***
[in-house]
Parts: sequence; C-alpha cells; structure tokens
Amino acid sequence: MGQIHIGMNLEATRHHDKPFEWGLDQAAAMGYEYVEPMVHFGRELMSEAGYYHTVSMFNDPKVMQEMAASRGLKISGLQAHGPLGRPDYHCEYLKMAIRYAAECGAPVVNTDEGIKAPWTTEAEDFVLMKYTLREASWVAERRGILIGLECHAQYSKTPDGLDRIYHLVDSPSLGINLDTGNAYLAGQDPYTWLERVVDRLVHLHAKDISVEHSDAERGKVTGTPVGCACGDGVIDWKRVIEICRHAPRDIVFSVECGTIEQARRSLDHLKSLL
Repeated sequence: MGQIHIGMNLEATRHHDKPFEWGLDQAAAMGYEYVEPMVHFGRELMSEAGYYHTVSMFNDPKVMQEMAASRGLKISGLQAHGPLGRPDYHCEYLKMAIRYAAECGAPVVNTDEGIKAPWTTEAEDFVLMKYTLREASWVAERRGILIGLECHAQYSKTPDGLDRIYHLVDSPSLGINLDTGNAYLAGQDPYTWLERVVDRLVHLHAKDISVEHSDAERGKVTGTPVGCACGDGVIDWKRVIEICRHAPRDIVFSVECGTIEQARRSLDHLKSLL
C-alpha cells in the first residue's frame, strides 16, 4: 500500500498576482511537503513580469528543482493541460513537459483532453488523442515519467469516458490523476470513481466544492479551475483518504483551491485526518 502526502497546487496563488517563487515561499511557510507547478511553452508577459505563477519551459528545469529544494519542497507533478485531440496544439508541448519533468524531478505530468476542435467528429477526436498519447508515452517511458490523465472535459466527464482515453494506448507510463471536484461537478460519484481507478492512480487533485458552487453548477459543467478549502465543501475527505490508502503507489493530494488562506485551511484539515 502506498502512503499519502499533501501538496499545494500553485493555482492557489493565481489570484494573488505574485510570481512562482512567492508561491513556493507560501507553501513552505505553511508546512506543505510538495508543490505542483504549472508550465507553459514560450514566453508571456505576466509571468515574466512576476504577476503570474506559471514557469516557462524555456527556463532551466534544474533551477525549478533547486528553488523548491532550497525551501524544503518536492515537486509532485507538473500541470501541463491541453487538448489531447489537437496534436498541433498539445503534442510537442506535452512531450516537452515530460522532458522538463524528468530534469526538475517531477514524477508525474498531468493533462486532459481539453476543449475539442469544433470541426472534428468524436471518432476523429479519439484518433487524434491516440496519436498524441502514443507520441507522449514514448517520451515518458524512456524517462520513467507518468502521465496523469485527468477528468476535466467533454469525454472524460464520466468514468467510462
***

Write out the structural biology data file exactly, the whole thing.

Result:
[in-house]
Parts: sequence; C-alpha cells; structure tokens
Amino acid sequence: MGQIHIGMNLEATRHHDKPFEWGLDQAAAMGYEYVEPMVHFGRELMSEAGYYHTVSMFNDPKVMQEMAASRGLKISGLQAHGPLGRPDYHCEYLKMAIRYAAECGAPVVNTDEGIKAPWTTEAEDFVLMKYTLREASWVAERRGILIGLECHAQYSKTPDGLDRIYHLVDSPSLGINLDTGNAYLAGQDPYTWLERVVDRLVHLHAKDISVEHSDAERGKVTGTPVGCACGDGVIDWKRVIEICRHAPRDIVFSVECGTIEQARRSLDHLKSLL
Repeated sequence: MGQIHIGMNLEATRHHDKPFEWGLDQAAAMGYEYVEPMVHFGRELMSEAGYYHTVSMFNDPKVMQEMAASRGLKISGLQAHGPLGRPDYHCEYLKMAIRYAAECGAPVVNTDEGIKAPWTTEAEDFVLMKYTLREASWVAERRGILIGLECHAQYSKTPDGLDRIYHLVDSPSLGINLDTGNAYLAGQDPYTWLERVVDRLVHLHAKDISVEHSDAERGKVTGTPVGCACGDGVIDWKRVIEICRHAPRDIVFSVECGTIEQARRSLDHLKSLL
C-alpha cells in the first residue's frame, strides 16, 4: 500500500498576482511537503513580469528543482493541460513537459483532453488523442515519467469516458490523476470513481466544492479551475483518504483551491485526518 502526502497546487496563488517563487515561499511557510507547478511553452508577459505563477519551459528545469529544494519542497507533478485531440496544439508541448519533468524531478505530468476542435467528429477526436498519447508515452517511458490523465472535459466527464482515453494506448507510463471536484461537478460519484481507478492512480487533485458552487453548477459543467478549502465543501475527505490508502503507489493530494488562506485551511484539515 502506498502512503499519502499533501501538496499545494500553485493555482492557489493565481489570484494573488505574485510570481512562482512567492508561491513556493507560501507553501513552505505553511508546512506543505510538495508543490505542483504549472508550465507553459514560450514566453508571456505576466509571468515574466512576476504577476503570474506559471514557469516557462524555456527556463532551466534544474533551477525549478533547486528553488523548491532550497525551501524544503518536492515537486509532485507538473500541470501541463491541453487538448489531447489537437496534436498541433498539445503534442510537442506535452512531450516537452515530460522532458522538463524528468530534469526538475517531477514524477508525474498531468493533462486532459481539453476543449475539442469544433470541426472534428468524436471518432476523429479519439484518433487524434491516440496519436498524441502514443507520441507522449514514448517520451515518458524512456524517462520513467507518468502521465496523469485527468477528468476535466467533454469525454472524460464520466468514468467510462